Social-Emotional Learning At Home: Why It Matters and How We Can Help

  1. Updates

Social-Emotional Learning (or SEL) is a buzzword that often floats around academic spheres, with growing attention to the importance of helping to develop this in kids. But, what really is SEL, why does it matter to you and your students, and, now that we are at home, how can we make sure that students are still developing SEL skills?

Social-Emotional Learning is the concept of how kids develop the skills to manage emotions, set goals, communicate with others, understand and nurture relationships, and make responsible decisions with empathy and attention for social and emotional needs and norms. In short, SEL helps kids learn how to manage emotions and live well with others in a social world.

Schools are an excellent setting for developing these skills, and recess is especially impactful as activities involving play, team games, and active socialization in a less structured atmosphere allow students to engage in SEL lessons. Now that families find themselves at home with limited opportunities for students to engage in similar social settings we run the risk of students unable to practice empathy, team communication, relationship management, individual goal setting and planning, and more. 

Playworks collaborates with leading experts and educators to develop games that are easy to learn, fun to play, and nurture important social-emotional learning skills. Check out the list below for some of our favorites to play at home, with little to no equipment and in small groups. 


Evolution: A game that practices using Ro-Sham-Bo to level up or down, playing Evolution supports learning conflict resolution skills and social awareness by looking for others who are moving like you.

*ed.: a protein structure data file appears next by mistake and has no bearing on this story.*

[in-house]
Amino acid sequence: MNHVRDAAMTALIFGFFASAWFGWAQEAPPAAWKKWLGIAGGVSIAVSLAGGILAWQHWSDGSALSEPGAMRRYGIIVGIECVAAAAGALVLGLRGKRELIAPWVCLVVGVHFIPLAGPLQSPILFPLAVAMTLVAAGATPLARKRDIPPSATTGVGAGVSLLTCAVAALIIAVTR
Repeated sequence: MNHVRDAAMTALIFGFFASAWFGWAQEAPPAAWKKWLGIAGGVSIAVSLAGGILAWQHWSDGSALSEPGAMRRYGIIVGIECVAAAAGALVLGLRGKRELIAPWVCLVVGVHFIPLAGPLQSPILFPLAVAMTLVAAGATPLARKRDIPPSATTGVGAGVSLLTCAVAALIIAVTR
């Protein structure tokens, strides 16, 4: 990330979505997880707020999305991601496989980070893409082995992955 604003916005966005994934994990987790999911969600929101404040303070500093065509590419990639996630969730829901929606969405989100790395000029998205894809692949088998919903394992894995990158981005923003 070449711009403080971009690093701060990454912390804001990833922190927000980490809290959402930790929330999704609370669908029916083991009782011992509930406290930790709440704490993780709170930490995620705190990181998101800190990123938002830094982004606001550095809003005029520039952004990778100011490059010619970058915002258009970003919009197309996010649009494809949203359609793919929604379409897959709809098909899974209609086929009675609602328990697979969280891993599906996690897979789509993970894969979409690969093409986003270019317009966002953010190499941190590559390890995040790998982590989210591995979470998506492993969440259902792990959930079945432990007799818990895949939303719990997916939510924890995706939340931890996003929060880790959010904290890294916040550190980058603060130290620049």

Shadow Shadow: This fun partner game requires focused attention on one person to mimic their movements, engaging relationship skills, and practicing visual learning skills. (Tip: Add a basketball for more of a challenge!)

 

Tomato: The answer is always tomato! This game helps folks learn how to control facial expressions and emotional communication, growing their self-awareness.

 

Invent a Game: Creativity, teamwork, inclusion, big-picture thought… having kiddos invent a game provides them with the freedom and flexibility to grow in an array of social-emotional learning skills, especially supporting responsible decision-making and relationship skills in communicating!

More Updates


Teacher pushing cart
Teacher pushing cart

April 8, 2021

How to fund Playworks programming at your school ›

Did you know Playworks programming can be funded by a variety of federal, state, and private streams? Here is a list to provide guidance and resources to help administrators in Michigan determine the best funding source to support bringing Playworks to your school. Government Grants For Schools Playworks has been found to be evidence-based under…

March 25, 2021

Top 6 Games to Play Physically Distant with No Equipment ›

As more and more schools transition back to in-person learning, we know educators are looking for games that are physically-distant and don’t require equipment. The need for play is more important than ever due to the isolation that our kids have endured during COVID-19. Play encourages creativity, flexibility, teamwork, and other critical social skills. We’ve…

March 12, 2021

Playworks: One Year Later ›

One year ago… All of our partner schools closed their buildings and our work serving kids in schools risked coming to a halt. We knew our mission had to continue. We remained committed to providing opportunities for joy and connection through play for kids in a COVID safe way, regardless if their school was virtual,…